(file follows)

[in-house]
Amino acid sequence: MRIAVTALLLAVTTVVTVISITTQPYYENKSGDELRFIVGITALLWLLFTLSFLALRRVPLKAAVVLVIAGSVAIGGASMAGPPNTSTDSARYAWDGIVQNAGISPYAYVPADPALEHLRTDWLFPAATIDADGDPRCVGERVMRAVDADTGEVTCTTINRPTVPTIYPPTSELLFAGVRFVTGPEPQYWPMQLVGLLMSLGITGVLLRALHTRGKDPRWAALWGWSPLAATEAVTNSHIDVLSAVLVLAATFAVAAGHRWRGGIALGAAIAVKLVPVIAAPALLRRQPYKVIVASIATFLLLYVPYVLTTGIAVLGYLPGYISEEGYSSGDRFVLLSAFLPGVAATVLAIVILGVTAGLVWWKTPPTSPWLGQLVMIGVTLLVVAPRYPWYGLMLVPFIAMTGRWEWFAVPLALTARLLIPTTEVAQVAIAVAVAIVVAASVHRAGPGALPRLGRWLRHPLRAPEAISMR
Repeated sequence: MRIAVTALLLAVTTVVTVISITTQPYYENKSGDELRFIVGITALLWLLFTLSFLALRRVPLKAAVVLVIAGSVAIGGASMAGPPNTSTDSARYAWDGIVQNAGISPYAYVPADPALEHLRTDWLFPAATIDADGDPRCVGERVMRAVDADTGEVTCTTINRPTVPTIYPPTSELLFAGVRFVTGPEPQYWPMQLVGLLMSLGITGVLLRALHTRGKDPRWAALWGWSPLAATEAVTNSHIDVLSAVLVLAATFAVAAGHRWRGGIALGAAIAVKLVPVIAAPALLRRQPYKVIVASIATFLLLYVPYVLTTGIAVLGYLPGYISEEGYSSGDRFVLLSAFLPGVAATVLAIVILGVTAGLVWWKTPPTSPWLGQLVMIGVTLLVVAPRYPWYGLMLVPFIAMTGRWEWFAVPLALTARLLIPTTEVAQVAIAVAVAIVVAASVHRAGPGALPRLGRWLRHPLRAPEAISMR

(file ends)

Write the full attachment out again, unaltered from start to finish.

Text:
[in-house]
Amino acid sequence: MRIAVTALLLAVTTVVTVISITTQPYYENKSGDELRFIVGITALLWLLFTLSFLALRRVPLKAAVVLVIAGSVAIGGASMAGPPNTSTDSARYAWDGIVQNAGISPYAYVPADPALEHLRTDWLFPAATIDADGDPRCVGERVMRAVDADTGEVTCTTINRPTVPTIYPPTSELLFAGVRFVTGPEPQYWPMQLVGLLMSLGITGVLLRALHTRGKDPRWAALWGWSPLAATEAVTNSHIDVLSAVLVLAATFAVAAGHRWRGGIALGAAIAVKLVPVIAAPALLRRQPYKVIVASIATFLLLYVPYVLTTGIAVLGYLPGYISEEGYSSGDRFVLLSAFLPGVAATVLAIVILGVTAGLVWWKTPPTSPWLGQLVMIGVTLLVVAPRYPWYGLMLVPFIAMTGRWEWFAVPLALTARLLIPTTEVAQVAIAVAVAIVVAASVHRAGPGALPRLGRWLRHPLRAPEAISMR
Repeated sequence: MRIAVTALLLAVTTVVTVISITTQPYYENKSGDELRFIVGITALLWLLFTLSFLALRRVPLKAAVVLVIAGSVAIGGASMAGPPNTSTDSARYAWDGIVQNAGISPYAYVPADPALEHLRTDWLFPAATIDADGDPRCVGERVMRAVDADTGEVTCTTINRPTVPTIYPPTSELLFAGVRFVTGPEPQYWPMQLVGLLMSLGITGVLLRALHTRGKDPRWAALWGWSPLAATEAVTNSHIDVLSAVLVLAATFAVAAGHRWRGGIALGAAIAVKLVPVIAAPALLRRQPYKVIVASIATFLLLYVPYVLTTGIAVLGYLPGYISEEGYSSGDRFVLLSAFLPGVAATVLAIVILGVTAGLVWWKTPPTSPWLGQLVMIGVTLLVVAPRYPWYGLMLVPFIAMTGRWEWFAVPLALTARLLIPTTEVAQVAIAVAVAIVVAASVHRAGPGALPRLGRWLRHPLRAPEAISMR